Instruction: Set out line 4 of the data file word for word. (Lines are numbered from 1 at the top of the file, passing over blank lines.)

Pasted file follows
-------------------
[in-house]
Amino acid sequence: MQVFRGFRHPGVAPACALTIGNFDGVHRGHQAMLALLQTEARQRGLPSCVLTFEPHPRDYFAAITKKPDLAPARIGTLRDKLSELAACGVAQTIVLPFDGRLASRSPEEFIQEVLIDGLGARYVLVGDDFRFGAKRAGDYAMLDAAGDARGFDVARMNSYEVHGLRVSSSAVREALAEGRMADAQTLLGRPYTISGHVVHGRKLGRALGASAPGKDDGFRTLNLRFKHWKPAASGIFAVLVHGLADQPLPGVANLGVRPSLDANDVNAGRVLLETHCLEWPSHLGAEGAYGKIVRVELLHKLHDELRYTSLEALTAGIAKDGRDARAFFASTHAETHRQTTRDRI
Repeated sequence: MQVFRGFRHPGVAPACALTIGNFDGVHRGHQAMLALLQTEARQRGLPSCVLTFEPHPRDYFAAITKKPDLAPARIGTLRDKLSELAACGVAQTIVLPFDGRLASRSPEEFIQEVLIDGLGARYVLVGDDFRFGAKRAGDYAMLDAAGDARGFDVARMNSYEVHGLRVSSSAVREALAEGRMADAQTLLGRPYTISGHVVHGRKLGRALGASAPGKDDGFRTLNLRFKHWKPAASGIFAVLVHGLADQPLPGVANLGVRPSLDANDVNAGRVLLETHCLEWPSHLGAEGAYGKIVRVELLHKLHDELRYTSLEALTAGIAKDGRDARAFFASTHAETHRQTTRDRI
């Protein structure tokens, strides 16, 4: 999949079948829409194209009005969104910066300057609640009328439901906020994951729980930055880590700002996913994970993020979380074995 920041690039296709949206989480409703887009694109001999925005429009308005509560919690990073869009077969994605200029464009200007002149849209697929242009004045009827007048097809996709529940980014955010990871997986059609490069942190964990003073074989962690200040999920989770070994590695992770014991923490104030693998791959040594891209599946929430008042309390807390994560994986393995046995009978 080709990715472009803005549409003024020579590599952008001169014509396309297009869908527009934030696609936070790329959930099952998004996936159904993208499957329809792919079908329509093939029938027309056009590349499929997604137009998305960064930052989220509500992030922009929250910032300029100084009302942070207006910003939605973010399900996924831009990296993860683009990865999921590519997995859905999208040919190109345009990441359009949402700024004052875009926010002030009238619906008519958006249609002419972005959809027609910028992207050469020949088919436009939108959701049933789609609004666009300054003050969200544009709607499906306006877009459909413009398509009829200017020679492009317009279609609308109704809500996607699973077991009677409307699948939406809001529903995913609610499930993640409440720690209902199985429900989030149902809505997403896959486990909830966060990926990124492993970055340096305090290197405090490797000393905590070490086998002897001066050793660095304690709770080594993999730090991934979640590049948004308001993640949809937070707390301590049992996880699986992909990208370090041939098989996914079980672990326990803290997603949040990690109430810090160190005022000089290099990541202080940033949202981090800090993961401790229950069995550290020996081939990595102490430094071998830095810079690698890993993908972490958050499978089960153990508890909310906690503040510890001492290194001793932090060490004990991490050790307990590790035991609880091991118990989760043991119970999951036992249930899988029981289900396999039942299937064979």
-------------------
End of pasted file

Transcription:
């Protein structure tokens, strides 16, 4: 999949079948829409194209009005969104910066300057609640009328439901906020994951729980930055880590700002996913994970993020979380074995 920041690039296709949206989480409703887009694109001999925005429009308005509560919690990073869009077969994605200029464009200007002149849209697929242009004045009827007048097809996709529940980014955010990871997986059609490069942190964990003073074989962690200040999920989770070994590695992770014991923490104030693998791959040594891209599946929430008042309390807390994560994986393995046995009978 080709990715472009803005549409003024020579590599952008001169014509396309297009869908527009934030696609936070790329959930099952998004996936159904993208499957329809792919079908329509093939029938027309056009590349499929997604137009998305960064930052989220509500992030922009929250910032300029100084009302942070207006910003939605973010399900996924831009990296993860683009990865999921590519997995859905999208040919190109345009990441359009949402700024004052875009926010002030009238619906008519958006249609002419972005959809027609910028992207050469020949088919436009939108959701049933789609609004666009300054003050969200544009709607499906306006877009459909413009398509009829200017020679492009317009279609609308109704809500996607699973077991009677409307699948939406809001529903995913609610499930993640409440720690209902199985429900989030149902809505997403896959486990909830966060990926990124492993970055340096305090290197405090490797000393905590070490086998002897001066050793660095304690709770080594993999730090991934979640590049948004308001993640949809937070707390301590049992996880699986992909990208370090041939098989996914079980672990326990803290997603949040990690109430810090160190005022000089290099990541202080940033949202981090800090993961401790229950069995550290020996081939990595102490430094071998830095810079690698890993993908972490958050499978089960153990508890909310906690503040510890001492290194001793932090060490004990991490050790307990590790035991609880091991118990989760043991119970999951036992249930899988029981289900396999039942299937064979």